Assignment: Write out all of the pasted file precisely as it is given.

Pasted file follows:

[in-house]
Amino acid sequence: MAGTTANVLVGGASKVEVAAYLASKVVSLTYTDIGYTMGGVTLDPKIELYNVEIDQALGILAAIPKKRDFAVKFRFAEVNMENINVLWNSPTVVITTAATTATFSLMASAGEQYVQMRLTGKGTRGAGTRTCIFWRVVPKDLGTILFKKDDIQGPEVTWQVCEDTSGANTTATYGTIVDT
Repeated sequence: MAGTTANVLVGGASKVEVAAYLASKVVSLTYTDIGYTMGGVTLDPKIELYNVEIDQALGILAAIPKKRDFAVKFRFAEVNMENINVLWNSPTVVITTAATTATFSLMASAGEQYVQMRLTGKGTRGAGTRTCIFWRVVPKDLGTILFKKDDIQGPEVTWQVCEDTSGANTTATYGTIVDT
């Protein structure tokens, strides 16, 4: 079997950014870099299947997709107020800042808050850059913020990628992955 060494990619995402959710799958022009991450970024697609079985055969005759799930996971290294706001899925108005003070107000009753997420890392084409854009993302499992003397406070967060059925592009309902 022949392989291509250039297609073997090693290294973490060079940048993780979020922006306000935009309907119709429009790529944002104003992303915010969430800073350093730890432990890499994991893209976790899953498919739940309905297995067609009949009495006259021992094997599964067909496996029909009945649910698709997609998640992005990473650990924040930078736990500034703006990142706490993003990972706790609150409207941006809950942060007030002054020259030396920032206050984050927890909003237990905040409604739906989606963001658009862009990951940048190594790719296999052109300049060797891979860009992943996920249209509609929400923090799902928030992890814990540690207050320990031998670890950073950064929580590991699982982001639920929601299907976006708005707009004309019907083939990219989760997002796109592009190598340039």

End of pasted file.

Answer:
[in-house]
Amino acid sequence: MAGTTANVLVGGASKVEVAAYLASKVVSLTYTDIGYTMGGVTLDPKIELYNVEIDQALGILAAIPKKRDFAVKFRFAEVNMENINVLWNSPTVVITTAATTATFSLMASAGEQYVQMRLTGKGTRGAGTRTCIFWRVVPKDLGTILFKKDDIQGPEVTWQVCEDTSGANTTATYGTIVDT
Repeated sequence: MAGTTANVLVGGASKVEVAAYLASKVVSLTYTDIGYTMGGVTLDPKIELYNVEIDQALGILAAIPKKRDFAVKFRFAEVNMENINVLWNSPTVVITTAATTATFSLMASAGEQYVQMRLTGKGTRGAGTRTCIFWRVVPKDLGTILFKKDDIQGPEVTWQVCEDTSGANTTATYGTIVDT
């Protein structure tokens, strides 16, 4: 079997950014870099299947997709107020800042808050850059913020990628992955 060494990619995402959710799958022009991450970024697609079985055969005759799930996971290294706001899925108005003070107000009753997420890392084409854009993302499992003397406070967060059925592009309902 022949392989291509250039297609073997090693290294973490060079940048993780979020922006306000935009309907119709429009790529944002104003992303915010969430800073350093730890432990890499994991893209976790899953498919739940309905297995067609009949009495006259021992094997599964067909496996029909009945649910698709997609998640992005990473650990924040930078736990500034703006990142706490993003990972706790609150409207941006809950942060007030002054020259030396920032206050984050927890909003237990905040409604739906989606963001658009862009990951940048190594790719296999052109300049060797891979860009992943996920249209509609929400923090799902928030992890814990540690207050320990031998670890950073950064929580590991699982982001639920929601299907976006708005707009004309019907083939990219989760997002796109592009190598340039």